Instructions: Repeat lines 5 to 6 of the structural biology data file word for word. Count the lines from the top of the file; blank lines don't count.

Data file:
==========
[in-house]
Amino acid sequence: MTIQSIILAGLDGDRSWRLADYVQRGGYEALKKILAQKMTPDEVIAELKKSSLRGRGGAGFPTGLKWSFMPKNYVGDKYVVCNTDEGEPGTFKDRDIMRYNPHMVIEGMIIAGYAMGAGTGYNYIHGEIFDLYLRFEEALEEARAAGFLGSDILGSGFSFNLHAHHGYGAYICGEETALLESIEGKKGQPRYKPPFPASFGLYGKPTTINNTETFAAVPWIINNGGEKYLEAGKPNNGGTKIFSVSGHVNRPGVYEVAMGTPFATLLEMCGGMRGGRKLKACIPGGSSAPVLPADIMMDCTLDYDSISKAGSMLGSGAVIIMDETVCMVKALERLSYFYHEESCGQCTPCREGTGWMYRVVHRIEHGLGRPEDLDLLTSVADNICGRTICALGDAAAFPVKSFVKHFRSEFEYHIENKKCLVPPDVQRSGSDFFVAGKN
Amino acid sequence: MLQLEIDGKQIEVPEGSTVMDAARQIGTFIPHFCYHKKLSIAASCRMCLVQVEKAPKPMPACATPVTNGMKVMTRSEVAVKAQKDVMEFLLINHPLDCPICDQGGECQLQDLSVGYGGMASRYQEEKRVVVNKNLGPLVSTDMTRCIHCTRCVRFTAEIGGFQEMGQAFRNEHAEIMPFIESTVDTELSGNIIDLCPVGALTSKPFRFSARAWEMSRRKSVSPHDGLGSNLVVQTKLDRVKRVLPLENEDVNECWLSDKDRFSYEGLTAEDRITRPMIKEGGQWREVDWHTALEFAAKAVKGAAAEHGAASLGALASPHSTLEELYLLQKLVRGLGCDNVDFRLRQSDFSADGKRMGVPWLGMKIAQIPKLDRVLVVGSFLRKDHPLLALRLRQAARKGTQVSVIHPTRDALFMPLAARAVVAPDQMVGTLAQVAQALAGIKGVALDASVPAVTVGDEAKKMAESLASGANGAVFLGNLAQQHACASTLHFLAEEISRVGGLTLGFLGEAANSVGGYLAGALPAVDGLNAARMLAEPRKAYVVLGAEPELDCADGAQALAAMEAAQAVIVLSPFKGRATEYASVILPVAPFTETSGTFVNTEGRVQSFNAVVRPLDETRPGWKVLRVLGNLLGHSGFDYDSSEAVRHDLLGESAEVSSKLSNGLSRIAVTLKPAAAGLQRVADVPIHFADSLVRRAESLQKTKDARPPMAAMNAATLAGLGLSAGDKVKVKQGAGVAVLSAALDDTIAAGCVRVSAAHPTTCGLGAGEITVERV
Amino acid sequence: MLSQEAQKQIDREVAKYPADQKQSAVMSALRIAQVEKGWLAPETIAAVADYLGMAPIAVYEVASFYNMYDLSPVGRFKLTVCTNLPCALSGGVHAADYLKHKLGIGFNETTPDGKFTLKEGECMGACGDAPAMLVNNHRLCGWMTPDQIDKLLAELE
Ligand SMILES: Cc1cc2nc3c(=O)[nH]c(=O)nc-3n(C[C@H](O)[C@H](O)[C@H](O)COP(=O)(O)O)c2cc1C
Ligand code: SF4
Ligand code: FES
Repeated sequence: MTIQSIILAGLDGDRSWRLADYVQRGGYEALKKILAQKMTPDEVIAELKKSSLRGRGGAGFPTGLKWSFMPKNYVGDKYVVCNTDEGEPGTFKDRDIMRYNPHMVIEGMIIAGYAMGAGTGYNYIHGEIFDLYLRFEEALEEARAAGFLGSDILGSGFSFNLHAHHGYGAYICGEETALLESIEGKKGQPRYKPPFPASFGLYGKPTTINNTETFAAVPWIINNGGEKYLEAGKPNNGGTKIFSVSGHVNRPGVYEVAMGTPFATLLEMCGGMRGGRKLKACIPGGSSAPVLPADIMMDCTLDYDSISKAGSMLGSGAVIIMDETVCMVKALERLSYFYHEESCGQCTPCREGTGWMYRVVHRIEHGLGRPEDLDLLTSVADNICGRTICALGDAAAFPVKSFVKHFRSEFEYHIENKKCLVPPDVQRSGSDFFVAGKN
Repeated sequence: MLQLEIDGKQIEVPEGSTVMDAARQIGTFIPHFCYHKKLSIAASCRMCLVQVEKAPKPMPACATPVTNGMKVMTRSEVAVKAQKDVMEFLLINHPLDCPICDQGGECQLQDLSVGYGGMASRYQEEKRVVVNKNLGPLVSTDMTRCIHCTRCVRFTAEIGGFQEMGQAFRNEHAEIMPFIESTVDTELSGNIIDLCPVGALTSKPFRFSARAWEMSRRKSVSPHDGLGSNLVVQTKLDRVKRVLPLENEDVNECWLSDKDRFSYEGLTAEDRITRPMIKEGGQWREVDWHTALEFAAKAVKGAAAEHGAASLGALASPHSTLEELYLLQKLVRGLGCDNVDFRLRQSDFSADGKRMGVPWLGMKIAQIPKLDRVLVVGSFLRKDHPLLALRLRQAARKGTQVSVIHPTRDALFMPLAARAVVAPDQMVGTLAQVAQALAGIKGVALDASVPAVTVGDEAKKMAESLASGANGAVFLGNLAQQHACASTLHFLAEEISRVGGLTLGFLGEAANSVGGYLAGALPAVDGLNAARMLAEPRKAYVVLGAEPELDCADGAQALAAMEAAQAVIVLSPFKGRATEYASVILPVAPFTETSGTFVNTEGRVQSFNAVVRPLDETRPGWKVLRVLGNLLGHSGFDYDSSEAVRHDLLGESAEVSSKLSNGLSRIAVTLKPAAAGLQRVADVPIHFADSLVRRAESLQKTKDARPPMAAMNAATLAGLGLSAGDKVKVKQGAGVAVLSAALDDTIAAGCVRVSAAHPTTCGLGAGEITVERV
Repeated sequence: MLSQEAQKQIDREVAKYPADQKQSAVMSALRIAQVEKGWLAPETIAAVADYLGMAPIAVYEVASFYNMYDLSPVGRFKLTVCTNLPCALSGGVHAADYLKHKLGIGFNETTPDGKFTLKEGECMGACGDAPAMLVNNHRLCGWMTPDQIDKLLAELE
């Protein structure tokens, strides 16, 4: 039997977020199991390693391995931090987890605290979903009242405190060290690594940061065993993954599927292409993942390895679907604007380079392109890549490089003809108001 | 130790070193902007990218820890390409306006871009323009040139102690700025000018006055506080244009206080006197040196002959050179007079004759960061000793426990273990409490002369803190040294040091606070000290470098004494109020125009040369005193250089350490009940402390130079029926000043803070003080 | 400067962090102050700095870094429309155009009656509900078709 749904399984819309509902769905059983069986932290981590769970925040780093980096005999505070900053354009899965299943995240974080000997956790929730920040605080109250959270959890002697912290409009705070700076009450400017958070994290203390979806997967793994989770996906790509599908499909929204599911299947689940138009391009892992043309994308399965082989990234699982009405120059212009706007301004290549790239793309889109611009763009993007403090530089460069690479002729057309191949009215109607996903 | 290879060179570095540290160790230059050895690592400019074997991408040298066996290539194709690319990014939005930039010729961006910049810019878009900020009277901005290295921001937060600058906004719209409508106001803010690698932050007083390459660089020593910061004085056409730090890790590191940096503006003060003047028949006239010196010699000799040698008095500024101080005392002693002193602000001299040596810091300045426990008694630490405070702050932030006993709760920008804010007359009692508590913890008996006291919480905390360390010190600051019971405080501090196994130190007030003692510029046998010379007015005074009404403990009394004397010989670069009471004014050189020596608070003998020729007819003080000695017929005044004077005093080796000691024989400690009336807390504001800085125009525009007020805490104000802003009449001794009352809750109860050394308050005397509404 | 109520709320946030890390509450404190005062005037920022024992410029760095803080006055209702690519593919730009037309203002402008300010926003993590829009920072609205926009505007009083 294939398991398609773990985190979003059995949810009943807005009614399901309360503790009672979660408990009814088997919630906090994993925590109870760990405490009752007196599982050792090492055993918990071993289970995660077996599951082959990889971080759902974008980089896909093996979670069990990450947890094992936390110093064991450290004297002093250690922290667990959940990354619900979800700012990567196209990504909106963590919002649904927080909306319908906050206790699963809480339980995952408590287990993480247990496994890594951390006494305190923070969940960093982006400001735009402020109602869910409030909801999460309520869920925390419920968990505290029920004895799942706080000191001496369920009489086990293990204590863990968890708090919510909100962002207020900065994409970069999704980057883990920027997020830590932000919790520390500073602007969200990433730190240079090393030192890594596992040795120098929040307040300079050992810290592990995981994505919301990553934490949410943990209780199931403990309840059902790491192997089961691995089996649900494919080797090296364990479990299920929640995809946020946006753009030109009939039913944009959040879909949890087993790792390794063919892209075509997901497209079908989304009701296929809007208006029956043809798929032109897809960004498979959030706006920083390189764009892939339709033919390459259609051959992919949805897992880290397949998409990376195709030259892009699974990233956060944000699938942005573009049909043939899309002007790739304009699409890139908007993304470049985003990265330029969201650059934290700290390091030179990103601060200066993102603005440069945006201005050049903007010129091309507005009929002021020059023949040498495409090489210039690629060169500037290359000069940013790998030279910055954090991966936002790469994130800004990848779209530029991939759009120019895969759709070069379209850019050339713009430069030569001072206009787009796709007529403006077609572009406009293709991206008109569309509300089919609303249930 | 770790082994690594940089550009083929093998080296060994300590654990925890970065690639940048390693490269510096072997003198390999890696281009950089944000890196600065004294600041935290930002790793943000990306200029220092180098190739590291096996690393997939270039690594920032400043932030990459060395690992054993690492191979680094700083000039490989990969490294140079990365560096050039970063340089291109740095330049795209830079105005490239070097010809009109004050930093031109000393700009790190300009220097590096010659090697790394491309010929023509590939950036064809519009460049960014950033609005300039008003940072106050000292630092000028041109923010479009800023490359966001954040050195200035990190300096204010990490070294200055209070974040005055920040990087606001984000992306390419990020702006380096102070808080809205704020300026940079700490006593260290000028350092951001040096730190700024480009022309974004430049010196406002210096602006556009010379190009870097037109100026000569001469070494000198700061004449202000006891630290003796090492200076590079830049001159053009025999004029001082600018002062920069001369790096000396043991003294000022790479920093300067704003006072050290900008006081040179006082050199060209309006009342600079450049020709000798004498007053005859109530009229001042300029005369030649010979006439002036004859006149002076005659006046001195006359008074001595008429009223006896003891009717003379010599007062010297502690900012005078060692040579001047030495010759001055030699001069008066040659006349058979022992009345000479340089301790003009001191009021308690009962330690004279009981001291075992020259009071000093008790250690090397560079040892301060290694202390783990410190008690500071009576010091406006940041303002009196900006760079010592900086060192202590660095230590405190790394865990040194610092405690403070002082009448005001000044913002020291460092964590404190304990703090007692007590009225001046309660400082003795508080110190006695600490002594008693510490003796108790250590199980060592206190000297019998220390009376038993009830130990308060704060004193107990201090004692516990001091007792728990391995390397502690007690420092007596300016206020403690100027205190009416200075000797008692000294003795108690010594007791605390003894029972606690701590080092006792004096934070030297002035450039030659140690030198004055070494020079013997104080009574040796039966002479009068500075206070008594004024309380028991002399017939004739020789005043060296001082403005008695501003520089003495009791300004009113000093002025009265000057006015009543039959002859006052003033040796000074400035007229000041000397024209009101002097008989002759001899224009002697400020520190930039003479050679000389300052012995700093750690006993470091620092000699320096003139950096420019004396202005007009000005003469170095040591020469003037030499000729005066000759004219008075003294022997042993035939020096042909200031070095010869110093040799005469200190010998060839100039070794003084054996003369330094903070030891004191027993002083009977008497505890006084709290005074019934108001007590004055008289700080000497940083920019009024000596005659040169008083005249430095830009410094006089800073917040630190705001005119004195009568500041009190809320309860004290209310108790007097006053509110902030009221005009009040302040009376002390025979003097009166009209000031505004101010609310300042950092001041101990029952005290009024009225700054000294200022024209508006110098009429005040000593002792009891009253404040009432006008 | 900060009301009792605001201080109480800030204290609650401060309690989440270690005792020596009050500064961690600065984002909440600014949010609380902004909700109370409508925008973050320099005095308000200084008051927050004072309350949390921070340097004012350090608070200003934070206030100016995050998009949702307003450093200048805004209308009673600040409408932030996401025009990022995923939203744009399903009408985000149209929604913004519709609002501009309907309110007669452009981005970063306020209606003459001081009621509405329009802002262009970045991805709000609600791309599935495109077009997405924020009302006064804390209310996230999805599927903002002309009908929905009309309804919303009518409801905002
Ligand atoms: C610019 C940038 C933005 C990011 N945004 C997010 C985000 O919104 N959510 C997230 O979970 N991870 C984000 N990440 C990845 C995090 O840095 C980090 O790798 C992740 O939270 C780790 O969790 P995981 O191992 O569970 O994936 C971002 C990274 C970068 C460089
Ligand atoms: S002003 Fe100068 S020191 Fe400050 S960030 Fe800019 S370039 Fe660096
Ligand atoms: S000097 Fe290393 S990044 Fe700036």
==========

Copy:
Ligand SMILES: Cc1cc2nc3c(=O)[nH]c(=O)nc-3n(C[C@H](O)[C@H](O)[C@H](O)COP(=O)(O)O)c2cc1C
Ligand code: SF4